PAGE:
“Offensively we played well, but our defense couldn’t get (Jeff) Hostetler off the field. And then the running game with O.J. Anderson,” Beebe said. “It was hard to stand there because, yes, I do think I could have made a play to help.”

Buffalo returned to the Super Bowl in each of the next three seasons. It lost every time, with each showing an embarrassment and disservice to the caliber of the team.

After six seasons with Buffalo, Beebe and the Bills parted ways via free agency. The childhood Bears fan who idolized Walter Payton had his eye on a specific destination — Green Bay. Under head coach Mike Holmgren, the Packers had transformed from perennial doormat to championship contender, and lost in the NFC Divisional round for the second straight year in Beebe’s last season in Buffalo.

“Bob LaMonte was my agent, and I told him I wanted to go not where the most money was but where we both feel I could win a Super Bowl,” Beebe said. “I wanted to know what that felt like before my career was over. Mike (Holmgren) wanted me but I wasn’t Ron Wolf’s type of receiver. Ron won out that year, and I respect that.”

Beebe eventually landed with the expansion Carolina Panthers. For the veteran, the draw was simple. His best friend and Buffalo roommate Frank Reich was in Carolina, along with former Bills general manager Bill Polian. Those personal connections, combined with the chance to be the top receiver, convinced Beebe to take on the challenge. It proved disastrous.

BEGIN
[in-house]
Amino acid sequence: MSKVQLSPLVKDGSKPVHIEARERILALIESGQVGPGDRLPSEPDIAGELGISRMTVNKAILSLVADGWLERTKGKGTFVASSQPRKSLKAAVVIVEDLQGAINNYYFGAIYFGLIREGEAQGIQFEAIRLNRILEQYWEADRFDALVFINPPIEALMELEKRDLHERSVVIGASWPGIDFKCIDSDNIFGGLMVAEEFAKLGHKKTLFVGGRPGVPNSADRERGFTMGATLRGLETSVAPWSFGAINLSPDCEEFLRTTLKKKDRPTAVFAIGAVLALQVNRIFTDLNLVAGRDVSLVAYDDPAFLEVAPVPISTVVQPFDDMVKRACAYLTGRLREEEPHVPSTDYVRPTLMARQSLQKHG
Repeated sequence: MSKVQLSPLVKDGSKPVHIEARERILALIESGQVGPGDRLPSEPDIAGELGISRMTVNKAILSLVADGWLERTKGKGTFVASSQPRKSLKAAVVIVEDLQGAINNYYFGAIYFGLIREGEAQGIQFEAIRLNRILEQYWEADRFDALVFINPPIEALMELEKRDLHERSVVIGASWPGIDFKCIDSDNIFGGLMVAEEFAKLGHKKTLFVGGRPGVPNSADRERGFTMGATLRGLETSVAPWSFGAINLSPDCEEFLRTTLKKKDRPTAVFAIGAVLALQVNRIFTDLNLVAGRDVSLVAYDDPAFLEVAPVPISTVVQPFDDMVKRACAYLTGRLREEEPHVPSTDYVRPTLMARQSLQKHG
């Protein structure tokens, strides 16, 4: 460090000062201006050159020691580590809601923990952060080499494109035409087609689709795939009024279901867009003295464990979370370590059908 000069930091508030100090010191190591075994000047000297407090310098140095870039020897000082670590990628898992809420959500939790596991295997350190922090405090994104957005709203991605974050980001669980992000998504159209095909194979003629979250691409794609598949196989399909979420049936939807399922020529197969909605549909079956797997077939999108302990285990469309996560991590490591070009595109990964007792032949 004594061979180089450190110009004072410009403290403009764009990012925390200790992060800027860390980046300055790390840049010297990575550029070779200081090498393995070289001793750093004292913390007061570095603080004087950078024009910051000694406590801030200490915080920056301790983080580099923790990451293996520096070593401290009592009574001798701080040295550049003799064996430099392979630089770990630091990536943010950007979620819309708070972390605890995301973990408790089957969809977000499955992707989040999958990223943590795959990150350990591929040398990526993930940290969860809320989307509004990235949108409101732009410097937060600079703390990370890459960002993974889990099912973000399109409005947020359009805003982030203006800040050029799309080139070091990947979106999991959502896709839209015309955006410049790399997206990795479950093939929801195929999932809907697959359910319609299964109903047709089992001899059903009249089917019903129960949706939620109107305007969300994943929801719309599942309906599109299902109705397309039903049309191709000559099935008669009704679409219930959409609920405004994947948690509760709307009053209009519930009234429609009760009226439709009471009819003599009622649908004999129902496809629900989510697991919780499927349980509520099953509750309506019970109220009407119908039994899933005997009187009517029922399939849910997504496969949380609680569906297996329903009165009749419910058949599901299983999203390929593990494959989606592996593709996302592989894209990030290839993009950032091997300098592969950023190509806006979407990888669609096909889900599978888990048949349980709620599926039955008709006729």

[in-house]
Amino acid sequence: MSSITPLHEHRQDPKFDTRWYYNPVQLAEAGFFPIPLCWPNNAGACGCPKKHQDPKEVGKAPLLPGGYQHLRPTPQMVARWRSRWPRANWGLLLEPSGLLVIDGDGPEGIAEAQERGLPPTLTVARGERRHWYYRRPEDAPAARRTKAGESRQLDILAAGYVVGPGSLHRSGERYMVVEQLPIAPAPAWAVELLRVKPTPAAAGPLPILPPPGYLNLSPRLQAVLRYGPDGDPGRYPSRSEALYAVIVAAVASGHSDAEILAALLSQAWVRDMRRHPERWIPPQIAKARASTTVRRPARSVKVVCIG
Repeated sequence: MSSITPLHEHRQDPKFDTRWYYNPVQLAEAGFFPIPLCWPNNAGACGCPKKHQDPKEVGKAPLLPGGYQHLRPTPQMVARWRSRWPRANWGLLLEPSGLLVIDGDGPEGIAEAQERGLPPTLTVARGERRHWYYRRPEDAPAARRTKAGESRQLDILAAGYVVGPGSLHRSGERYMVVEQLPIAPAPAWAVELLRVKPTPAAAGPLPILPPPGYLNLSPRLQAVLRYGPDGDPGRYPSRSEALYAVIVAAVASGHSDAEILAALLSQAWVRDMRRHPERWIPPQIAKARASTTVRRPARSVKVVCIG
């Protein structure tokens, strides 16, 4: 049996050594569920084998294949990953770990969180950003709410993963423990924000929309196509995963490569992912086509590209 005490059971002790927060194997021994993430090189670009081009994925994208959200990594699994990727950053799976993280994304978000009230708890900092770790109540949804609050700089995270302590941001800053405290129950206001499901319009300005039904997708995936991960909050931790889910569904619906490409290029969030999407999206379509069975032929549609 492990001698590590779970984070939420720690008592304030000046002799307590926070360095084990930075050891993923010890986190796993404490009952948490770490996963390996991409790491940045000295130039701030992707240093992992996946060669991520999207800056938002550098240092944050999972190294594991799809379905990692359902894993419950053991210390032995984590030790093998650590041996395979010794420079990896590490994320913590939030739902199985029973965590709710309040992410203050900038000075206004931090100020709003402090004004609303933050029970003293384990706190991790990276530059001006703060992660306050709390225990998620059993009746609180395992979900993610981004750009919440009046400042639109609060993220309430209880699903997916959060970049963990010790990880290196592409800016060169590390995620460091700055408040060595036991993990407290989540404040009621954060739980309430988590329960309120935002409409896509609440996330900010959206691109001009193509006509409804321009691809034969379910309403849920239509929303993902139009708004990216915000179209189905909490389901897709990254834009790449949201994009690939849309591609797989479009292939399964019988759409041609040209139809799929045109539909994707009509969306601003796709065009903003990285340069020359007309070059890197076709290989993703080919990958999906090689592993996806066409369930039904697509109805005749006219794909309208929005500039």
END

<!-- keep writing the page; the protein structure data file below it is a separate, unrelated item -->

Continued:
“It ended up being the worst year of my nine-year career from a football standpoint,” Beebe said. “I was the number one guy and then I break a rib during camp and I’m out for two weeks. I come back and I’m the third guy behind Mark Carrier and Willie Green. It was tough to sit in meetings.”

The 1996 offseason brought Beebe to the open market once more. It also brought him to the same conclusion. He wanted to be a Packer. This time, Holmgren won out over Wolf. Beebe would get his wish, joining a team that fell one win shy of the Super Bowl the year prior.

“It was a tremendous decision, going from the worst year of my career to the best,” Beebe said. “It was awesome to be a part of. I’m a faith-based guy and God was working out a plan to me. I was blessed to be able to go to the Packers organization and being able to play with Brett. If I could do it all again I would want to play for Buffalo and Green Bay. … It was a great ride.”

The season was a huge success. Beebe posted a career-high 699 receiving yards as the Packers went 13-3 and earned home-field advantage throughout the NFC playoffs. In the conference title game, Green Bay hosted Carolina. It won, putting Beebe in his fifth Super Bowl.

In the lead-in to Super Bowl XXXI, Holmgren wanted two veterans to offer his team some advice. Beebe and Jim McMahon, a backup quarterback the receiver cheered for as a teenager, were given the task of imparting their knowledge.

“Mike had me and Jim McMahon talk about our experience because we were the only two who had gone to the Super Bowl,” Beebe said. “He wanted Jim to talk about what not to do and me to say what to do. Jim and I got up and talked about our experiences. I didn’t care if I scored or caught a ball. I wanted two things. One was to win, and two, I wanted the young guys, being Desmond Howard, Antonio Freeman and Andre Rison, to score a touchdown.”